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Any last words?

by broquaint (Abbot)
on Nov 22, 2001 at 16:50 UTC ( #126960=perlmeditation: print w/ replies, xml ) Need Help??

Playing about with signal handlers the other day, I came across a rather unusual caveat - when you pass multiple arguments to die() or warn() they are concatenated together, whether they are strings or not, and put into the first parameter of the handlers.
use strict; $SIG{'__DIE__'} = sub { local $" = ', '; # this will have no effect on @errs my @errs = @_; print "$0: @errs"; exit(1); }; die('foo', {'bar' => 'xxx'}, ['baz','quux']); __END__ output - fooHASH(0x80f9964)ARRAY(0x810a014) at line 9.
This is counter-intuitive since one expects to pass a LIST and get the same at the other end. While I am aware that signal handlers traditionally only take a single argument, this particular caveat is not explained in the docs (although it alludes to taking a single argument, as the example code always used $_[0] when referring to the arguments). Also, I'm fairly sure this is consistent across all platforms since the concatenation is hard-coded in the perl source (i.e no platform dependent #ifdef's).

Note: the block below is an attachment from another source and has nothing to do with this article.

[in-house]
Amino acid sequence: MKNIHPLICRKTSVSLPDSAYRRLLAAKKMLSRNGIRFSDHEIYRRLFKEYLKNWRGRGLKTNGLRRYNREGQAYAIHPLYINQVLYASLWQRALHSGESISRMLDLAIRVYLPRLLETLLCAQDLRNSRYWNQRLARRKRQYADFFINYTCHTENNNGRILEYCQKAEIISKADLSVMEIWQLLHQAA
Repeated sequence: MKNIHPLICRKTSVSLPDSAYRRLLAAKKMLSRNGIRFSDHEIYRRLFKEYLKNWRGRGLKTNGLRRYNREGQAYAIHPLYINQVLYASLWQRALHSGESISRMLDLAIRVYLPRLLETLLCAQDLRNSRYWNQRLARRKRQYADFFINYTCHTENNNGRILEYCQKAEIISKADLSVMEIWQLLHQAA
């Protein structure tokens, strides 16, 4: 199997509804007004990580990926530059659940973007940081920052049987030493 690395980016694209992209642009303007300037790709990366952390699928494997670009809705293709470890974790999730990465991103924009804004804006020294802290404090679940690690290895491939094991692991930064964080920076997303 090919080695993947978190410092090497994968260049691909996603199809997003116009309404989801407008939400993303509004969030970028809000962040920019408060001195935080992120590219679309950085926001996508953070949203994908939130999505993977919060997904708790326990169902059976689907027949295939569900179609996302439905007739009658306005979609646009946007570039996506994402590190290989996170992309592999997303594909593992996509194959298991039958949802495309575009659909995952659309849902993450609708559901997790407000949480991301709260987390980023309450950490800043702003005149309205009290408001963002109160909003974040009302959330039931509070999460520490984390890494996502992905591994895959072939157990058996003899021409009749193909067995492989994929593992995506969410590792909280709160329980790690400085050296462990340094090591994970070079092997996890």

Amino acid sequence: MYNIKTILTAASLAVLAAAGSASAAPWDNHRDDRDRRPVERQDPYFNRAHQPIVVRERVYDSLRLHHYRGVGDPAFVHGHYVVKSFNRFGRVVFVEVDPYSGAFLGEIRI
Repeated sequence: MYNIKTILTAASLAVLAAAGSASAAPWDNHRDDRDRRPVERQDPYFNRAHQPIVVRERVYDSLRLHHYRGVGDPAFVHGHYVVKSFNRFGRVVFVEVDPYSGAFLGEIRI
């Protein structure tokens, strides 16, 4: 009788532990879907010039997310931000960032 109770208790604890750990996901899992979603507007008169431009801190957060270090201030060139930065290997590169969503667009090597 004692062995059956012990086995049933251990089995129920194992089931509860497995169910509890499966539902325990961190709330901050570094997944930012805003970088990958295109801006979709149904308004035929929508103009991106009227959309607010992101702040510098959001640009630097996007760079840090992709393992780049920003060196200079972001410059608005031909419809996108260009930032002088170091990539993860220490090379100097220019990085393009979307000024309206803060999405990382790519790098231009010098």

So this is not so much a bug (as I first thought it might be) as an inconsistency between the documentation and the code. Perhaps some wisened monks out there could enlighten me as to the purpose of this 'feature' ...


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Re: Any last words?
by Anonymous Monk on Nov 23, 2001 at 02:22 UTC
    No man, this is plain parameter passing rules in action. You are passing references.

    This will do:

    my %hash= qq(bar xxx);

    my @array = qq(baz quux);

    die('foo ',%hash, @array);


Re: Any last words?
by pike (Monk) on Nov 23, 2001 at 15:03 UTC
    'die' concatenates its argument like print does. This is so that you can say e.g.

    die "Expected ", scalar (@ref), " arguments, got ", scalar (@arr), "\n +";

    rather than having to explicitly concatenate the strings:

    die "Expected " . scalar (@ref) . " arguments, got " . scalar (@arr) . + "\n";

    The downside to this is that the args are obviously also concatenated when you pass the to a handler.


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